With change in material and machine there were problems related to the overhang angle possible and also the connection joints. Thus the design had to be modified a bit to make the printing possible.


Also with the analysis shown below the red parts which were printable on the 1:3 scale needed to be changed a bit to be printable on the 1:1 scale.





Working on different scales with different materials gave us a deeper understanding of how 3D printing at large-scales changed with different machines. Also the design has to be adapted for every scale not only to make up for change in machinery but also because of material change on every scale. Below the table shows the comparison between these different scales.

The OTF research 2018-19 succeed to demonstrate the language and style of large-scale 3D printing with a full scale prototype in Italy and two scaled prototype in Barcelona. This shows us that the near future of architecture and construction could be a bright one with the use of advanced construction techniques in combination with materials from our past.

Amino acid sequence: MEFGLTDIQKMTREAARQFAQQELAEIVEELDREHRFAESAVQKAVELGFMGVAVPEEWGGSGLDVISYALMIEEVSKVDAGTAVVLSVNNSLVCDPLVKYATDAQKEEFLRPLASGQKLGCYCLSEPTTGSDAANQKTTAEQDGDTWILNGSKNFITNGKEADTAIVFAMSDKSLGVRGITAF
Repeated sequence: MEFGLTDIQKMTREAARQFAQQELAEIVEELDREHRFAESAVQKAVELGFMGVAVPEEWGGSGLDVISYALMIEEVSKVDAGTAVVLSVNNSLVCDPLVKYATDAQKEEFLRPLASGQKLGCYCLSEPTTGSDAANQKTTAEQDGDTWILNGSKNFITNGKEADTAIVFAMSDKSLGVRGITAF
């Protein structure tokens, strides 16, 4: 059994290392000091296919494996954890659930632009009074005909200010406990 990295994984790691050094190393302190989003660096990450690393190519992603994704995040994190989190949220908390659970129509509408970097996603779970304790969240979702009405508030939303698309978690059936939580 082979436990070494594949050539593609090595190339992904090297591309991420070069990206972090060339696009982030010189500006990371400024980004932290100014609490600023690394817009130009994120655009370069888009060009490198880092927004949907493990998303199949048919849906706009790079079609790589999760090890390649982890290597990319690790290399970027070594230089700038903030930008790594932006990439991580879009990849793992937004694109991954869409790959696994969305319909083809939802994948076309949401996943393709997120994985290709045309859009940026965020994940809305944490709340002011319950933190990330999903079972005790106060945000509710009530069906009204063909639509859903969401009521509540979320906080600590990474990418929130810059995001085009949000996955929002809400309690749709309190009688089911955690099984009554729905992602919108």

OTF Research Credits :

This project is a research of the Institute for Advanced Architecture of Catalonia (IAAC), developed within the Open Thesis Fabrication (OTF) program 2018-19, in collaboration with WASP, UN-Habitat, Windmill, La Salle and Rice House.


Students : Ozgur Cengiz, Yuchen Chen, Ipsita Datta, Yingxin Du, Ashkan Foroughi, Pavlina Kriki, Yi Fan Liao, Bhakti Vinod Loonawat, Shahram C. Randeria, Payam Salehi Nejad, Nusrat Tabassum


Faculty : Alexandre Dubor, Edouard Cabay, Joaquim Melchor, Kunaljit Chadha

Faculty assistant : Eugenio Bettucchi, Sheikh Riaz, Armin Akbari, Ya-Chieh Chang
Collaborators : Lapo Naldoni, Alberto Chiusoli, Massimo Visonà and Francesco De Fabritiis (WASP), Josep Ramon Sole and Joal Juanpere (Windmill), Runze Wang (Un-Habitat), Nadia Soledad and Gloria Font (LaSalle)